Matters of Great Governmental Concern: Opioid Litigation 

 

Opioid Crisis: On the Rise  

 

Over the past year amid a global pandemic, individuals have prioritized their health and safety, and are eager to better understand our public health and healthcare systems in times of crisis. With COVID-19 as the top priority, it is imperative to not forget a second public health crisis, the Opioid crisis. Bloomberg Businessweek addresses the seriousness of the Opioid crisis alongside COVID-19. The pandemic has “exacerbated the crisis” as individuals who abuse substances or on the road to recovery or feel isolated and stressed. From August 2019-July 2020, of the 84,000 deaths from drug overdose in the U.S., 61,000 or 73% of those deaths account for Opioid overdoses. According to Project Opioid, overdose deaths in Florida are up 50% during the pandemic compared to 2019. There were 3,606 deaths from March to August 2020. 

 

 

Related Florida Legislation 

 

This Session two bills have been filed, CS/SB 102-Matters of Great Governmental Concern by Sen. Burgess and CS/HB 1053- Attorney General Designation of Matters of Great Governmental Concern by Rep. Overdorf. The bills seek to make the Attorney General, the sole responsibility for the prosecution, management, and coordination of any civil proceedings brought by governmental entities in “matters of great governmental concerns.” Within SB 102, to declare a “matter of great governmental concern,” the Legislature has the power to declare, amend, or rescind via a concurrent resolution. The House companion, HB 1053, requires a political subdivision that files a civil action in state court to serve a written notice to the Attorney General. The Attorney General has 180 days to determine whether the action involves a matter of great governmental concern and one year from initial notice to file a civil action on behalf of Florida.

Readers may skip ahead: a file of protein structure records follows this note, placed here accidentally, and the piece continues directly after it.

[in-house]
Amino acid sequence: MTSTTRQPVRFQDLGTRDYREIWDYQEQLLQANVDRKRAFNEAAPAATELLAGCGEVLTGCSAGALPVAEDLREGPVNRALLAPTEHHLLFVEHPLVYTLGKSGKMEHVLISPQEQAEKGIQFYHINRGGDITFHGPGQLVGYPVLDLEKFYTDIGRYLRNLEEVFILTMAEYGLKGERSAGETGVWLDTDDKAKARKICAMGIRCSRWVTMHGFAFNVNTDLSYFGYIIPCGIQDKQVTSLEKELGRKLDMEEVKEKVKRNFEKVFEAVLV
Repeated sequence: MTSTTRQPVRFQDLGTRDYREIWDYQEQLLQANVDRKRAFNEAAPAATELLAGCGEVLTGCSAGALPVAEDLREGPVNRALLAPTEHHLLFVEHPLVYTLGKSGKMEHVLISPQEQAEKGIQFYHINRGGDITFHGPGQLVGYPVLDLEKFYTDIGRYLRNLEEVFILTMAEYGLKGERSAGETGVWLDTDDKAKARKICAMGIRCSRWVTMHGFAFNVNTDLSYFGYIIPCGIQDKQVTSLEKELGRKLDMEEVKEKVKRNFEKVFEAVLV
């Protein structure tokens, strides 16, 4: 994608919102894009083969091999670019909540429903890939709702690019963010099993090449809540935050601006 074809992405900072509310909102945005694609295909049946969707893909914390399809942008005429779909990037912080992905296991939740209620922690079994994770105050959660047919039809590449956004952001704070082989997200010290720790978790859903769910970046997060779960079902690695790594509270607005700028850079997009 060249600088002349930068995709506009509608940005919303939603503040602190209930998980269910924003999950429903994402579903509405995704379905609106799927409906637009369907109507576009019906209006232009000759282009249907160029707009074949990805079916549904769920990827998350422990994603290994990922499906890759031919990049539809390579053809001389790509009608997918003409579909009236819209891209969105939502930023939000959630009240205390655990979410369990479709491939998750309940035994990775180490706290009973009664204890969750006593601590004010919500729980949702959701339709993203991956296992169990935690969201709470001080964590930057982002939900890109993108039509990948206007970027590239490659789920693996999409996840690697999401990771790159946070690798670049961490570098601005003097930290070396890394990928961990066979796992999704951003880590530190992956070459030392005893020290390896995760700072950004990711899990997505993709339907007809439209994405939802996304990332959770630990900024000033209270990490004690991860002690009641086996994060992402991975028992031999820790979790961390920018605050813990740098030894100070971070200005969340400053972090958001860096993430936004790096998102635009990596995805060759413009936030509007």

Matters that could be defined as a “matter of great governmental concern” could be extensive litigation such as Opioid, tobacco, or oil spill suits. This legislation would effectively trump local governments from filing civil actions on “matter of statewide concern.” In the case of Opioid litigation, many Florida local governments have filed suits against drug makers, manufacturers, and distributors. To name a few Florida counties involved in Opioid litigation include Alachua, Escambia, Hillsborough, Hernando, Leon, Manatee, Orange, Palm Beach, Pinellas, Polk. Furthermore, hospitals, totaling 27 institutions in South Florida are joining the opioid lawsuit battle against Purdue Pharma, Johnson & Johnson, and others in the opioid industry. Hospitals are among the stakeholders who are taking a significant negative financial impact from the cost of opioid treatments and fallout.  

 

On the national scale, Florida Attorney General Ashley Moody joined 47 states across the country against McKinsey & Company in a multistate action lawsuit in the company’s role in working with opioid companies to promote the opioid drug. Florida will receive more than $40 million in settlement. Additionally, Attorney General Moody secured additional funding “more than $4 billion” through Purdue Pharma. 

 

Proponents of the bill argue that for litigation with many counties affected and of statewide interest, a lawsuit filed by the Attorney General on behalf of government entities maximizes recovers and minimizes cost. Additionally, proponents argue that this legislation would be more efficient than hundreds of individual civil lawsuits filed by different government entities and represented by different attorneys.  

 

Lastly, any award for damages from a settlement arising from a “matter of great governmental concern” will be subject to full appropriation by the Legislature and lays out procedures for attorney recovery fees. This legislation may decrease damage awards to local governments, as they lose their ability to sue on matters that are declared matters of great governmental concern by the state. FAC has spoken in opposition against the bills. Both bills are stuck in committee, and it is unlikely they will be heard this late in Session. 

 

 

FAC Contact: 

For additional information, please contact Sara Henley at shenley@fl-counties.com.